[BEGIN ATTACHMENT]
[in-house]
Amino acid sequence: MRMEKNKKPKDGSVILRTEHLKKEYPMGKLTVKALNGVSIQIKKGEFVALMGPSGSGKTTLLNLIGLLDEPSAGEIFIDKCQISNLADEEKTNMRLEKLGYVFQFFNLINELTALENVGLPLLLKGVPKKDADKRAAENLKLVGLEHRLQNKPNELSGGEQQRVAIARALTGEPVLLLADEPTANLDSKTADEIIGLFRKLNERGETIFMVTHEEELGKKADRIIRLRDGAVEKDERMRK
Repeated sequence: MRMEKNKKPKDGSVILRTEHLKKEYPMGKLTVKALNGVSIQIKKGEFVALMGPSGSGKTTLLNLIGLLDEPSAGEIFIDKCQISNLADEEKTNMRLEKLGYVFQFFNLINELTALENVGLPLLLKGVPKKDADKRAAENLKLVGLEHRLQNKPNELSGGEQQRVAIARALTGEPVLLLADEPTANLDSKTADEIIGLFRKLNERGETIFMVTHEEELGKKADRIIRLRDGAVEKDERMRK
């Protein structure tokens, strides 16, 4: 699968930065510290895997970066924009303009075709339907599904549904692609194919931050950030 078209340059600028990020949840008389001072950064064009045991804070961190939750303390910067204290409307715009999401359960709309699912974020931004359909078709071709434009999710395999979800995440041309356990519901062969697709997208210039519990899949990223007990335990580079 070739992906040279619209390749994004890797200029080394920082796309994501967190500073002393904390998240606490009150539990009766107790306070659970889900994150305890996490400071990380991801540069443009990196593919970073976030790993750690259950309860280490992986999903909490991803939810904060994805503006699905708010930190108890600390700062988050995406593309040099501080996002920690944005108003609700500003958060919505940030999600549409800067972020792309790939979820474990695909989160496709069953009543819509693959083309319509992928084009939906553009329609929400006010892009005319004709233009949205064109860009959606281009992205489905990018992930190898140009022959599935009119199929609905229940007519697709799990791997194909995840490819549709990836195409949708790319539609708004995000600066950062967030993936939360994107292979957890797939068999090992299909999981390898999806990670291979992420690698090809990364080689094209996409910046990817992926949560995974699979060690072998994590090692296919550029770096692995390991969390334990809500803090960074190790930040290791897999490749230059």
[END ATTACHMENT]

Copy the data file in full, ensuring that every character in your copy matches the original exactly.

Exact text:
[in-house]
Amino acid sequence: MRMEKNKKPKDGSVILRTEHLKKEYPMGKLTVKALNGVSIQIKKGEFVALMGPSGSGKTTLLNLIGLLDEPSAGEIFIDKCQISNLADEEKTNMRLEKLGYVFQFFNLINELTALENVGLPLLLKGVPKKDADKRAAENLKLVGLEHRLQNKPNELSGGEQQRVAIARALTGEPVLLLADEPTANLDSKTADEIIGLFRKLNERGETIFMVTHEEELGKKADRIIRLRDGAVEKDERMRK
Repeated sequence: MRMEKNKKPKDGSVILRTEHLKKEYPMGKLTVKALNGVSIQIKKGEFVALMGPSGSGKTTLLNLIGLLDEPSAGEIFIDKCQISNLADEEKTNMRLEKLGYVFQFFNLINELTALENVGLPLLLKGVPKKDADKRAAENLKLVGLEHRLQNKPNELSGGEQQRVAIARALTGEPVLLLADEPTANLDSKTADEIIGLFRKLNERGETIFMVTHEEELGKKADRIIRLRDGAVEKDERMRK
């Protein structure tokens, strides 16, 4: 699968930065510290895997970066924009303009075709339907599904549904692609194919931050950030 078209340059600028990020949840008389001072950064064009045991804070961190939750303390910067204290409307715009999401359960709309699912974020931004359909078709071709434009999710395999979800995440041309356990519901062969697709997208210039519990899949990223007990335990580079 070739992906040279619209390749994004890797200029080394920082796309994501967190500073002393904390998240606490009150539990009766107790306070659970889900994150305890996490400071990380991801540069443009990196593919970073976030790993750690259950309860280490992986999903909490991803939810904060994805503006699905708010930190108890600390700062988050995406593309040099501080996002920690944005108003609700500003958060919505940030999600549409800067972020792309790939979820474990695909989160496709069953009543819509693959083309319509992928084009939906553009329609929400006010892009005319004709233009949205064109860009959606281009992205489905990018992930190898140009022959599935009119199929609905229940007519697709799990791997194909995840490819549709990836195409949708790319539609708004995000600066950062967030993936939360994107292979957890797939068999090992299909999981390898999806990670291979992420690698090809990364080689094209996409910046990817992926949560995974699979060690072998994590090692296919550029770096692995390991969390334990809500803090960074190790930040290791897999490749230059």